The release this October of 'Hitler's Pope: The Secret History of Pius XII' by John Cornwall signals yet another campaign against Pope Pius XII over his role during World War II and, in particular, his alleged silence and inaction over the Jewish Holocaust. At the same time, Greek film director Constantin Costa Gravas is planning a film based on Rolf Hochhuth's 1963 play attacking Pius XII - 'The Deputy'. It was this play which first launched the "black legend" against the Pope. Interestingly, some of the strongest protests against 'The Deputy' were Jewish. One is reminded again of Goebbels' "big lie": if falsities are repeated often enough, people may come to accept them as the truth.
Meanwhile, with the recent passing of the 60th anniversary of the start of World War II (3 September), it should be recalled that Pius XII made the most strenuous efforts of any world leader to avert a war.
On 24 August 1939, in an effort to stop Hitler's army from invading Poland, the cause of the Second World War, Pope Pius XII wrote: "Nothing is lost with peace; everything can be lost with war."
Eugenio Pacelli was elected Pope on 2 March 1939, at a time of great tension among European states, which were preparing for war. The Pope was very knowledgeable on the political state of the world; for ten years he had been Pius XI's Secretary of State. From the very beginning of his pontificate, he redoubled his efforts to reconcile the countries and avoid incidents that could unleash a world conflict. But, sadly, the political situation reached critical proportions.
Following Germany's occupation of Bohemia and Moravia in March 1939, and Italy's of Albania in April, Hitler started a dispute over Gdansk and the so-called Polish corridor. These incidents led England and France to commit themselves to defend Poland's independence, as well as that of Greece and Rumania. President Roosevelt sent Hitler and Mussolini a peace proposal on 14 April, but it was rejected with harsh irony by the FŸhrer who, in a speech on 28 April, made even greater claims on Poland.
It was at this point that Pius XII took the initiative to convince Germany, Italy, France, Great Britain and Poland to come to an agreement without recourse to arms. From 4-10 May, the Vatican Nuncios took the first steps, with the governments in question, to see if they would negotiate. But the response was negative, and international tension increased.
Pius XII explained the nature of the diplomatic initiative during an address to Cardinals on 2 June; he said he would continue his efforts in favour of peace. The Holy See's strategy was to exert pressure on Mussolini, as there was virtually no chance of influencing Nazi Germany. The government of the Third Reich was far too convinced of its superiority and independence, and would not seek help from anyone, especially the Holy See.
Germany had witnessed tremendous attacks on religious institutions and Catholic schools. Spectacular prosecutions were dreamt up against ecclesiastical personnel, and an unscrupulous, scandalous press campaign was launched against the Pontiff himself. Nazi hatred against Pius XII was well known. When he was elected Pope, the whole world reacted positively except the German government. The Nazi press accused him of being anti-German, and the Communist newspaper International called him a relentless opponent of Hitler.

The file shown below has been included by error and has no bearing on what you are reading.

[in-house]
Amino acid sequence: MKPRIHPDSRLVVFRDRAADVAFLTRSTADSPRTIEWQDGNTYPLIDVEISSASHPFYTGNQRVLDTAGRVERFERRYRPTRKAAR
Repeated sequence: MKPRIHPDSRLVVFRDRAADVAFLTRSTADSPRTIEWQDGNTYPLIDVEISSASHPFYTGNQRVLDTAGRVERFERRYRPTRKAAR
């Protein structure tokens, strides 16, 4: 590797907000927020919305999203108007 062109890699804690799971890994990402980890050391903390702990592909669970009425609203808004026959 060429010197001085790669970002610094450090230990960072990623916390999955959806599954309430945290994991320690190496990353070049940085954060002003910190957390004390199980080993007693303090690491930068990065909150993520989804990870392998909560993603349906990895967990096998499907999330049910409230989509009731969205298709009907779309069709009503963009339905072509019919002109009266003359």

In spite of the Holy See's efforts, the situation deteriorated. On 23 August, the Wehrmacht's High Command decided to attack Poland at 4:50am on 26 August. On the night of 23-24 August, Ribbentrop and Molotov had signed the Nazi-Soviet Non- Aggression Pact, which included Poland's partition between Germany and the Soviet Union.
Thus, forgetting ideological differences, the Nazi and Communist governments were united in a common objective. While German troops gathered on the Polish border, at 7pm on 24 August, Pius XII sent a radio-message from Castelgandolfo calling Hitler to negotiation and peace:
"At present, in spite of our repeated exhortations and our special interest, the fears of a bloody international conflict are ever more tormenting. Today, when the tension of spirits has reached a level that makes the unleashing of the tremendous whirlwind of war imminent, in a spirit of paternity we make a new and heartfelt appeal to governments and peoples: to the first so that, laying aside accusations, threats, and the reasons for reciprocal mistrust, they try to resolve present differences through the only suitable means, that is, loyal, joint agreements. To the peoples, so that in calm and serenity, and devoid of uncontrolled agitation, they will encourage efforts for peace on the part of their leaders."
The Pope concluded: "Along with us, the whole of humanity hopes for justice, bread and freedom, instead of iron that kills and destroys."
The radio-message took the world by surprise. President Franklin D. Roosevelt also sent a message calling the contenders to peace. On 25 August, Great Britain signed a defence pact with Poland. This peace offensive took Hitler by surprise; he revoked the order to attack Poland. However, the attack took place at 4:45 am on 1 September 1939. Having failed in the possibility of a peace conference, France and Great Britain declared war on Germany on 3 September.
In spite of the Holy See's efforts, war broke out and spread throughout Europe, but Pius XII did not weaken in his resolve to reach peace at the earliest possible date. On 22 August 1940 he wrote to the American President: "In spite of the fact that the horrors of war are increasing, and our sorrow grows deeper with the passing days, we want to renew our efforts and prayers in order to find the practical means for a rich and lasting peace, which will free men from the harsh nightmare of unrest and constant uncertainty."